South Korea will speed up the process of deploying the US missile shield on its soil after the Lotte Group on Monday gave the green light to a land swap contract with the Defence Ministry.
According to a South Korean Defence Ministry official, Lotte, the country’s fifth-largest conglomerate, approved the deal to exchange its golf course in southeast South Korea for military land in Gyeonggi province, Xinhua news agency reported.
Lotte International, a Lotte Group unit possessing the golf course where the Terminal High Altitude Area Defence (THAAD) battery will be sited, in its board of directors meeting said the signing ceremony would take place on Tuesday.
Seoul and Washington agreed in July last year to deploy one THAAD battery by the end of this year. The site was changed in November to the golf course amid strong opposition from residents.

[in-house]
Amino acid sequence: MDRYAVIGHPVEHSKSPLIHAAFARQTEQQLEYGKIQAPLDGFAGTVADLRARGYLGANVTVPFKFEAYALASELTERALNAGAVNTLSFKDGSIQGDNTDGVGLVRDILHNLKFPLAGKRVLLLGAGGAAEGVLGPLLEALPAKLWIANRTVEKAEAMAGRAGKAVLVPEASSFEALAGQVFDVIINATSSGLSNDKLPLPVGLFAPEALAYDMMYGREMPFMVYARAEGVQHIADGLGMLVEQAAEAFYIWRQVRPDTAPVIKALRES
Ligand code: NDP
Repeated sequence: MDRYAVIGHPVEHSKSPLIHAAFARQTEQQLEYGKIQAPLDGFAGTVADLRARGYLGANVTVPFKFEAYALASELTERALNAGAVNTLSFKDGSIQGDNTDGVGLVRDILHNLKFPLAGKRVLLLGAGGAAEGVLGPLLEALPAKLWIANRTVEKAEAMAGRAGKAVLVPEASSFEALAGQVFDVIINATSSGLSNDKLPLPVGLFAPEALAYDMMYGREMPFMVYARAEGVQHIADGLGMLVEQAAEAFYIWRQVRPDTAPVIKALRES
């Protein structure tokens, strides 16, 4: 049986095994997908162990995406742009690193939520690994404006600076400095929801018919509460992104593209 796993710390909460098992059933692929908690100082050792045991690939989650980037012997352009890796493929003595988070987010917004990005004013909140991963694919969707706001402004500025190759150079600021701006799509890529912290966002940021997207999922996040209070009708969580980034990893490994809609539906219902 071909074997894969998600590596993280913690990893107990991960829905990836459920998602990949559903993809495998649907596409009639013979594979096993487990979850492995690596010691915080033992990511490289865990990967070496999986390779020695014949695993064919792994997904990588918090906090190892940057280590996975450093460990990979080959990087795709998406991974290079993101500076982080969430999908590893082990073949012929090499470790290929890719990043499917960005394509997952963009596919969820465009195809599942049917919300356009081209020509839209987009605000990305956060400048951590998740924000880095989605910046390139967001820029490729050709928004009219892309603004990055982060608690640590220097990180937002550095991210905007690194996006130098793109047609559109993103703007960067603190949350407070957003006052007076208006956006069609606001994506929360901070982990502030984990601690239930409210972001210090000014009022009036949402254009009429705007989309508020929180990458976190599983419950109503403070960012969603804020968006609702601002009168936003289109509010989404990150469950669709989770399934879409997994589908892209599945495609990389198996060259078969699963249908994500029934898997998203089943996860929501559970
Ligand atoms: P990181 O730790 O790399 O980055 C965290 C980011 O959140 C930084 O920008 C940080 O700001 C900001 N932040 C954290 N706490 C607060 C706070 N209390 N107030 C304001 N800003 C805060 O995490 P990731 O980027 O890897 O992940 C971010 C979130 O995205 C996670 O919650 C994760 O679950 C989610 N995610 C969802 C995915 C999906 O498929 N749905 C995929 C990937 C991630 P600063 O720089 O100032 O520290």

The land swap deal was initially scheduled to be inked in January, but it was delayed amid strong opposition at home and abroad. On February 3, Lotte held a board meeting, in which it failed to endorse the contract.
According to Yonhap news agency, the THAAD deployment process may be completed between May and July.
The South Korean military is hurriedly pushing it as domestic political uncertainty can delay the installation of the US anti-missile system.
President Park Geun-hye has been struggling with a corruption scandal surrounding her and her longtime friend.
The deal came as residents have been holding candlelight rallies every night since the THAAD deployment decision, protesting against the government that failed to collect their opinion in advance.